By Shari Boodts, Iris Denis, Riccardo Macchioro and Gleb Schmidt
In today’s Digital Age publishing texts is easier than ever and the dissemination of ideas is no longer the exclusive domain of the publishing industry. Influencers, social media algorithms, clickbait and fake news are redefining the relationship between authorship and authority. Of course, none of this is new. For a solid millennium, medieval manuscripts carried our written heritage from place to place, from reader to reader. Every copyist could manipulate his source without alerting future readers, every copy could sustain or diminish the authority of a text. As with writings thrown on the Internet today, the author was no longer in control of his creation. In this series, we look at the medieval attitude to authorship, and how the manuscript shaped and defined the power of texts.
In 2018 Jimmy Page, founder and guitarist of Led Zeppelin, lent two Edward Burne-Jones’ tapestries from his private collection to the Tate. The public’s interest in these masterpieces of the Pre-Raphaelite movement, which the rock legend had bought at auction in the late 1970s, made it abundantly clear that the medieval aesthetics that inspired the late-Victorian Arts and Crafts movement still resonate today. John Ruskin, William Morris, Edward Burne-Jones and their group were not just looking to the Middle Ages for artistic inspiration, however. They were also fascinated by the way in which medieval society functioned and saw in it a model for a much-needed social reorganization: a return to craftsmanship and community, to counter the soulless uniformity of industrialization.
Today, the Digital Turn – arguably just as monumental a change as industrialism – also triggers movements towards simplification, individualization, and craftsmanship. But a connection to the medieval way of life can also be observed in a much more unexpected area: digital publishing.
From medieval scribes…
Back before the invention of the printing press, every manuscript was hand-written, which means that no two manuscripts were identical. Every copy was an opportunity for alterations, both in the combination of texts put together in the manuscript, and in the texts themselves. These alterations were predominantly invisible and untraceable: once a scribe had introduced a change, it generally became part of all subsequent copies. This made every reader a potential manipulator, or even co-author, while the original author stayed a helpless bystander, with very little control over the fate of his or her creation.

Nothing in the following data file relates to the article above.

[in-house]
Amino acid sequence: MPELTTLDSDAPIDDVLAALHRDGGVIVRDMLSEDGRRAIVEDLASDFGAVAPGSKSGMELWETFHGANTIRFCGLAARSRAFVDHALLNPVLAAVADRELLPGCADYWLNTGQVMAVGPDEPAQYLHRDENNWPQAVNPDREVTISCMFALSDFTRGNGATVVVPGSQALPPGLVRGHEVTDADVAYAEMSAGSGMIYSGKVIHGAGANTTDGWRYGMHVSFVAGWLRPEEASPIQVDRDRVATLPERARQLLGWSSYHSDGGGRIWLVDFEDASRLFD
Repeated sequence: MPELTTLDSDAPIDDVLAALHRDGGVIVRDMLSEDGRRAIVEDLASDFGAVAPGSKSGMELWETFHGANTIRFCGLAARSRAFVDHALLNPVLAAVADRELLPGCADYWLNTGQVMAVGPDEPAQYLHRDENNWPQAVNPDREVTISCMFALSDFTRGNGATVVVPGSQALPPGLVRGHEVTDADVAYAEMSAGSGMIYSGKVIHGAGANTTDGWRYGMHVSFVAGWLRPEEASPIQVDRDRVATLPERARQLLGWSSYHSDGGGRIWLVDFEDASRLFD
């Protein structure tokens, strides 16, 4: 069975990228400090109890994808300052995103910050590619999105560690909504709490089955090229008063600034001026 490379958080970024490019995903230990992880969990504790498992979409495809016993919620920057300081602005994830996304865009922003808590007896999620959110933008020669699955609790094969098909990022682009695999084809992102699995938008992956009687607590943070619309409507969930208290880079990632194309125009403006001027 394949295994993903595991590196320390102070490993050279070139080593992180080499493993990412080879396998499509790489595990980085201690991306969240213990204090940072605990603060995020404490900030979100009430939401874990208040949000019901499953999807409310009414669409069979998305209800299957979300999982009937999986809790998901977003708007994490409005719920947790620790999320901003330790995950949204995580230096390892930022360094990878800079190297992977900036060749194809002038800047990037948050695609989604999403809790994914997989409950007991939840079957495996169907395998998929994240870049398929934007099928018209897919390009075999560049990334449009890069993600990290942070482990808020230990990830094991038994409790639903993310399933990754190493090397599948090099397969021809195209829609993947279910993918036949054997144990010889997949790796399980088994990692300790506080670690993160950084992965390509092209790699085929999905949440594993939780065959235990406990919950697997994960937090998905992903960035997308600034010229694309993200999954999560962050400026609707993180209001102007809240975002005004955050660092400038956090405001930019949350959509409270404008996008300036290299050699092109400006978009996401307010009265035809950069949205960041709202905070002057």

Authors back then were aware of this: Augustine of Hippo lamented that his works were passed along from hand to hand before they were finished and he feared they could be modified without his approval or, even worse, against his will. Over six centuries later, the same problem annoyed Anselm of Canterbury, and examples can be multiplied at random.
…to re-tweeting readers
Something similar is happening today. Gone is the supreme monopoly of the printing press and publishing industry on the ‘orderly’ and ‘authenticated’ dissemination of information. Texts thrown on the Internet escape the exclusive control of their author. Their impact and dissemination are subjected to the whim of readers. Whether the product is still faithful to the author’s intention, no one knows. The Internet offers incredible possibilities to create, co-author, alter, manipulate, forge, and disseminate texts.
While the first impression may be that this simply makes the process of publishing easier, we must not overlook the fact that it also constitutes a real change from how things worked before. The Internet has re-established writing in a plasticity that was natural in the Middle Ages, but quite foreign to us for a long time. After 500 years of the printing press dominating what we read, we are once again living in an age where the power of the reader – through comments, tweets, clicks, likes, and shares – is eclipsing that of the author.